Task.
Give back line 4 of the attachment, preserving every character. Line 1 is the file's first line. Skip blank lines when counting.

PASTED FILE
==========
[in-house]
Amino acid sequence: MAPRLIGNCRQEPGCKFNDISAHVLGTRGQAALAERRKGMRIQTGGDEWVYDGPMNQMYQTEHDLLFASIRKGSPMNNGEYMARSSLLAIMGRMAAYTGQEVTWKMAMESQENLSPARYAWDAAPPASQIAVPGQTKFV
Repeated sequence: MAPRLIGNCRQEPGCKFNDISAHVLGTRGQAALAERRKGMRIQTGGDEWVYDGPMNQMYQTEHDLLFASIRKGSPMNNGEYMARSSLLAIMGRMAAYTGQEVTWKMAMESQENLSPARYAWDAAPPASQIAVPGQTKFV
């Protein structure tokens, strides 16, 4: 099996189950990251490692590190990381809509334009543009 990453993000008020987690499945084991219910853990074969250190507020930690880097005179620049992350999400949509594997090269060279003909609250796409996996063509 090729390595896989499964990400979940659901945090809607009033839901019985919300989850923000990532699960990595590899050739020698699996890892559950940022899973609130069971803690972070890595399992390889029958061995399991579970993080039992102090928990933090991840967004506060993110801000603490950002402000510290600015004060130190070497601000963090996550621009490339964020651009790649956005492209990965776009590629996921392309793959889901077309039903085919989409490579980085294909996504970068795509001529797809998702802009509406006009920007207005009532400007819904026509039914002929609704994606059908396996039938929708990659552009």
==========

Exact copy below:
């Protein structure tokens, strides 16, 4: 099996189950990251490692590190990381809509334009543009 990453993000008020987690499945084991219910853990074969250190507020930690880097005179620049992350999400949509594997090269060279003909609250796409996996063509 090729390595896989499964990400979940659901945090809607009033839901019985919300989850923000990532699960990595590899050739020698699996890892559950940022899973609130069971803690972070890595399992390889029958061995399991579970993080039992102090928990933090991840967004506060993110801000603490950002402000510290600015004060130190070497601000963090996550621009490339964020651009790649956005492209990965776009590629996921392309793959889901077309039903085919989409490579980085294909996504970068795509001529797809998702802009509406006009920007207005009532400007819904026509039914002929609704994606059908396996039938929708990659552009």